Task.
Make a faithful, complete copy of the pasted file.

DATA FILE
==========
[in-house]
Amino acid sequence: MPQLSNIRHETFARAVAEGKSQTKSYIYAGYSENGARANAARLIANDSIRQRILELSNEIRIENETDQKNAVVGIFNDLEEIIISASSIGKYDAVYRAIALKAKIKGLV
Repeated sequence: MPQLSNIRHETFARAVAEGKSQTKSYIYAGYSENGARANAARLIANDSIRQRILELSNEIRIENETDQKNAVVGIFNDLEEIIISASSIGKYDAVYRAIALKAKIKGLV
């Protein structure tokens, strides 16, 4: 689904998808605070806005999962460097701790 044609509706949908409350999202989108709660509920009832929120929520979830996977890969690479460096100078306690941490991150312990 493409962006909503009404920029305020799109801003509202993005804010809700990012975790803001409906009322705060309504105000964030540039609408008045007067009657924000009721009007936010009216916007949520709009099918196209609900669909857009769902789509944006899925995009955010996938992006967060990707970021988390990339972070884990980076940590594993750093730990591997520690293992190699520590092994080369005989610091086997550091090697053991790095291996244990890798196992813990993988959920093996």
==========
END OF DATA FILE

[in-house]
Amino acid sequence: MPQLSNIRHETFARAVAEGKSQTKSYIYAGYSENGARANAARLIANDSIRQRILELSNEIRIENETDQKNAVVGIFNDLEEIIISASSIGKYDAVYRAIALKAKIKGLV
Repeated sequence: MPQLSNIRHETFARAVAEGKSQTKSYIYAGYSENGARANAARLIANDSIRQRILELSNEIRIENETDQKNAVVGIFNDLEEIIISASSIGKYDAVYRAIALKAKIKGLV
């Protein structure tokens, strides 16, 4: 689904998808605070806005999962460097701790 044609509706949908409350999202989108709660509920009832929120929520979830996977890969690479460096100078306690941490991150312990 493409962006909503009404920029305020799109801003509202993005804010809700990012975790803001409906009322705060309504105000964030540039609408008045007067009657924000009721009007936010009216916007949520709009099918196209609900669909857009769902789509944006899925995009955010996938992006967060990707970021988390990339972070884990980076940590594993750093730990591997520690293992190699520590092994080369005989610091086997550091090697053991790095291996244990890798196992813990993988959920093996």